“it’s a crime to falsify this ballot”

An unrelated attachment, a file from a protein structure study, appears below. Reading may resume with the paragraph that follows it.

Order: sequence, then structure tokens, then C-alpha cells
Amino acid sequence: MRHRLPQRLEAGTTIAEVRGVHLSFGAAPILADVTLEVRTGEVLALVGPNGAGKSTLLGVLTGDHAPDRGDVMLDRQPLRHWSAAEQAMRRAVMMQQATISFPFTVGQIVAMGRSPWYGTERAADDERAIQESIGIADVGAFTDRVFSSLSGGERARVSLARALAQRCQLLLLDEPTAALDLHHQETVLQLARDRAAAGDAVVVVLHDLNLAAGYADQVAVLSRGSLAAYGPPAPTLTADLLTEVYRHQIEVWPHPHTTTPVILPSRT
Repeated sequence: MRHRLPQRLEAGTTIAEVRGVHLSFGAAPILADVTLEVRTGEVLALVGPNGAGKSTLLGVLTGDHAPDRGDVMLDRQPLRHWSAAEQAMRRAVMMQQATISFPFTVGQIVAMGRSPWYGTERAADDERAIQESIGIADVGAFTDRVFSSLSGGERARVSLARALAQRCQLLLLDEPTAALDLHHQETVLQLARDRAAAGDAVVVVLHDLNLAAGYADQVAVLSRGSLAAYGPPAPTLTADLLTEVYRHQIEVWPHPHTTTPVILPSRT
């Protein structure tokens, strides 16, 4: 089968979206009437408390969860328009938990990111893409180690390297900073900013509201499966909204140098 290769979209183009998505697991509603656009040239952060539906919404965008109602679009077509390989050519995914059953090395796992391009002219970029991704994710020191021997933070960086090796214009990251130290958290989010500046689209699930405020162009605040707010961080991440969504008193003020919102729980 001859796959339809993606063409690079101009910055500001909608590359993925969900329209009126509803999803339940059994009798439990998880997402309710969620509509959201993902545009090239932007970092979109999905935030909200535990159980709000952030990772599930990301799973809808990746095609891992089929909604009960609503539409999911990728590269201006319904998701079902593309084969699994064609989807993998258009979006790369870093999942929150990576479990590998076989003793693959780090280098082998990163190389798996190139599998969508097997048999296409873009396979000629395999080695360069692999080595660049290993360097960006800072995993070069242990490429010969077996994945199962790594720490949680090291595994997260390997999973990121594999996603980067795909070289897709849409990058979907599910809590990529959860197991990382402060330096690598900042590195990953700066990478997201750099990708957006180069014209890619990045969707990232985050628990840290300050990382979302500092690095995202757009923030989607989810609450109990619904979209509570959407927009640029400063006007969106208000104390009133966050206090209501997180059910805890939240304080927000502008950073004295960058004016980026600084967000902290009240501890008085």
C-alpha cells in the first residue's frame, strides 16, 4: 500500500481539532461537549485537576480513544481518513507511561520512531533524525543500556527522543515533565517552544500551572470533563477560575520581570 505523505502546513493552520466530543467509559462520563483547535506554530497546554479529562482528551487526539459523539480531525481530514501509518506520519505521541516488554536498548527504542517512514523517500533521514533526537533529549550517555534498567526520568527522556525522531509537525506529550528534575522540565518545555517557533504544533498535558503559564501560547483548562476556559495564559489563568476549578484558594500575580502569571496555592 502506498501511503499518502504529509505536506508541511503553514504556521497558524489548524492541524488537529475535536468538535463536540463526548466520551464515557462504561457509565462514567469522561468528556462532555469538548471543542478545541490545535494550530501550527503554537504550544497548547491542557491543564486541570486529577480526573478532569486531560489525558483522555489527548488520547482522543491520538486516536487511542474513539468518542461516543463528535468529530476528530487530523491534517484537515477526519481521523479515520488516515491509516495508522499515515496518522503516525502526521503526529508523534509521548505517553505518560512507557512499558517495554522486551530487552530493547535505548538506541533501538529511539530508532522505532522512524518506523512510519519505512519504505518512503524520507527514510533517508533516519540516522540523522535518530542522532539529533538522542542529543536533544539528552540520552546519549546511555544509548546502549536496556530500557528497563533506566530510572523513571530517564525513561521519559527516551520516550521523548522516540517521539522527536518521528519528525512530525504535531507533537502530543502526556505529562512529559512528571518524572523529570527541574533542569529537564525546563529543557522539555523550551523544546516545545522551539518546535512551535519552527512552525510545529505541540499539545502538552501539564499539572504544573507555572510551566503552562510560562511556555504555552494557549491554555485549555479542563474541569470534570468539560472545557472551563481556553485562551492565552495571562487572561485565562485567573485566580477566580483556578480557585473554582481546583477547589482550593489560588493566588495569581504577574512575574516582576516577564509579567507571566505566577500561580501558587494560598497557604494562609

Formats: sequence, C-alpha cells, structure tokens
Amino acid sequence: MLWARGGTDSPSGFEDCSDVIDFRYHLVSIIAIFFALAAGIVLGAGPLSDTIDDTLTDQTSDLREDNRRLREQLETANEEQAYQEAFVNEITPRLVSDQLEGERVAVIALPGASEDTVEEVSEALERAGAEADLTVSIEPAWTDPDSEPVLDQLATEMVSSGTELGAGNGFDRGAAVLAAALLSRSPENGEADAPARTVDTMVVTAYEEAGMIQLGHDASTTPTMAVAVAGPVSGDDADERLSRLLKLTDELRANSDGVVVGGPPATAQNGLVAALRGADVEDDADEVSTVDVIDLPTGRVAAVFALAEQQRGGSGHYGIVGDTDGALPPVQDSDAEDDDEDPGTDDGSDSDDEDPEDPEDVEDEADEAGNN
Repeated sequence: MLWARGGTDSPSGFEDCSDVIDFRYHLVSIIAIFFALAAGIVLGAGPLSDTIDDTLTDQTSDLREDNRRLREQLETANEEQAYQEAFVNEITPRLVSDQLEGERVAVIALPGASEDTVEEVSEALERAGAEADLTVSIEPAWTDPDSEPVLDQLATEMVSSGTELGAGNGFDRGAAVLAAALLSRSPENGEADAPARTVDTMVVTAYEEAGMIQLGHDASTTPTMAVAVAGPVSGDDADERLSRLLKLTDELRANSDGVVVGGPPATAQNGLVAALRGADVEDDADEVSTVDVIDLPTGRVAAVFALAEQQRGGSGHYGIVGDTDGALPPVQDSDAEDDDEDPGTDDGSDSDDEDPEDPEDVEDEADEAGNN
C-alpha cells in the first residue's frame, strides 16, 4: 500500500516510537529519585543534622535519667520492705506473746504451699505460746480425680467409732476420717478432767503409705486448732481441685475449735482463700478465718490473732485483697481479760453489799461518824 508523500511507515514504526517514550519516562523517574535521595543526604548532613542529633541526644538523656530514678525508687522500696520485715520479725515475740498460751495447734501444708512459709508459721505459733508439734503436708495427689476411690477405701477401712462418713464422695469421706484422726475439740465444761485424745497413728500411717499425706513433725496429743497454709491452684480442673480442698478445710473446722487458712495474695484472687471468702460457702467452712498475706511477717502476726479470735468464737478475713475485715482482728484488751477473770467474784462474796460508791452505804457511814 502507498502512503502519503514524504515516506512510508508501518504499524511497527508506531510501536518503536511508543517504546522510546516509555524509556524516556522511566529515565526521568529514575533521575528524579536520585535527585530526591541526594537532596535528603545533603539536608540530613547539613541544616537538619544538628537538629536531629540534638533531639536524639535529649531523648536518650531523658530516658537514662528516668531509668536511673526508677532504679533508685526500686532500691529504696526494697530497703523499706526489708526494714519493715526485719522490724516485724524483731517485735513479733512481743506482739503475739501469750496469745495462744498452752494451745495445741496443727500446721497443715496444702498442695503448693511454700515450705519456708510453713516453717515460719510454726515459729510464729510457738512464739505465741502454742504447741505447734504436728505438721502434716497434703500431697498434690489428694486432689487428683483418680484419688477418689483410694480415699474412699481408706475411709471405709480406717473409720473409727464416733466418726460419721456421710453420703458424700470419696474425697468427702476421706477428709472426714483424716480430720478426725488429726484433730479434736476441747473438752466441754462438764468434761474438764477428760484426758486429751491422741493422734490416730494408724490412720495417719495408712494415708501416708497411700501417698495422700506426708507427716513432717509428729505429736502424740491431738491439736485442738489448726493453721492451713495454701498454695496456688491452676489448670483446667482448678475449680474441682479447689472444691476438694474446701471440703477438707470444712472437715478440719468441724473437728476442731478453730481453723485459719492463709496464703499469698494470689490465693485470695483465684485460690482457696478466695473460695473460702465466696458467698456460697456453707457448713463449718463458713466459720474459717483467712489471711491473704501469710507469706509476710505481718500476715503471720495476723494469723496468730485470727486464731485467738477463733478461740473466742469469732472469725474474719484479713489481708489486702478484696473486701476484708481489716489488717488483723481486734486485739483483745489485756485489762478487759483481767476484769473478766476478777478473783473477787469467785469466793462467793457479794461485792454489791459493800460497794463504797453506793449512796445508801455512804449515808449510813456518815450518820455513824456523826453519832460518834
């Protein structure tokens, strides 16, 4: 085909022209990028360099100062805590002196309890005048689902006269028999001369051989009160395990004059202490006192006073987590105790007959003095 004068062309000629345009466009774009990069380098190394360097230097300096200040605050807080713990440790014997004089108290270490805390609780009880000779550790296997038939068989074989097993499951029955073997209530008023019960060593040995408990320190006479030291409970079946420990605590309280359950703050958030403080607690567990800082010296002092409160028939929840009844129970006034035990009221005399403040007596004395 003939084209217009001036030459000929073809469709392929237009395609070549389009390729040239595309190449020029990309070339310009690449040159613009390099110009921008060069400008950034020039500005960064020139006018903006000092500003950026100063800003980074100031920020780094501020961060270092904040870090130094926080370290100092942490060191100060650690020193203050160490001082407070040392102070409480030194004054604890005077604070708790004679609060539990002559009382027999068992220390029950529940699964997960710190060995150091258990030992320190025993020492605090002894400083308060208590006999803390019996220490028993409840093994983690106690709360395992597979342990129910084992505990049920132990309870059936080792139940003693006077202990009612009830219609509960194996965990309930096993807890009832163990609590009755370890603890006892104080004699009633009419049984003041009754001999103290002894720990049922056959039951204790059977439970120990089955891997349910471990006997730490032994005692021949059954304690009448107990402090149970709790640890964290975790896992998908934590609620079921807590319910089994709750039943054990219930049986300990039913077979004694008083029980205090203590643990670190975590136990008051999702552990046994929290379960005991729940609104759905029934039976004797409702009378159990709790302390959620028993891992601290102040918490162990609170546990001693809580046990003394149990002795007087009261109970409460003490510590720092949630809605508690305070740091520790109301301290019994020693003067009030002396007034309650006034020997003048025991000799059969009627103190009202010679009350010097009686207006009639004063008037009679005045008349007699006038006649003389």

for me, “it’s a crime to falsify your beliefs.” disclaimer: I never voted until adulthood. I never even registered to vote until after college. I hated talking about politics for fear I’d not be able to keep up with the conversation, that I’d offend someone, that I’d say the wrong things or give away too much about how I felt about a particular position or issue. strange? maybe. I carried what I felt were my own beliefs into adulthood, but struggled with those same beliefs. I kept up with this, keeping secrets and playing the game with everyone from my family to my friends and coworkers. when the topic of politics would come up, instead of opting out of the conversation, sometimes I would lead people to believe I had voted a particular way … the Republican way, to be exact. why? because over the years, I felt I was betraying my family and my past by believing different things or questioning how things work. so, I lived the lie. I secretly voted for the people I felt were the best for the job (never voting straight ticket, ever) and then, if probed, would perpetuate the false front. crazy? probably. if you know me, you know I have zero problem arguing a point or showing passion about a cause. but for whatever reason, in the area of politics, I have struggled. until recently. and that’s what all of this has been about. these posts about me taking a hard look in the mirror and having the courage to admit that I wanted to be accepted. I wanted to be loved and treated well. I wanted to not worry about offending someone just because of my political beliefs. it seems so ridiculous. but it’s not. not at all. being the black sheep isn’t easy, and not something I take lightly. but it eventually became too much and I need to be the person I am, in the open, without second-guessing myself. I have decided that I have changed and grown into the woman I am, and that that is OK. it’s better than OK, really. it’s liberating. scary, yes. but liberating. and this may seem so trivial and ridiculous to you, but I promise you it is not. maybe it’s the middle child syndrome of wanting to fit in and be part of the crowd. wanting positive attention, etc. who knows. but to me, being the black sheep is worth it because I’m not OK with lying. not to myself or anyone. my beliefs are my own. and it doesn’t change who I am in any way other than I’m healthier, mentally. I feel good about who I am and where I am. and that is all.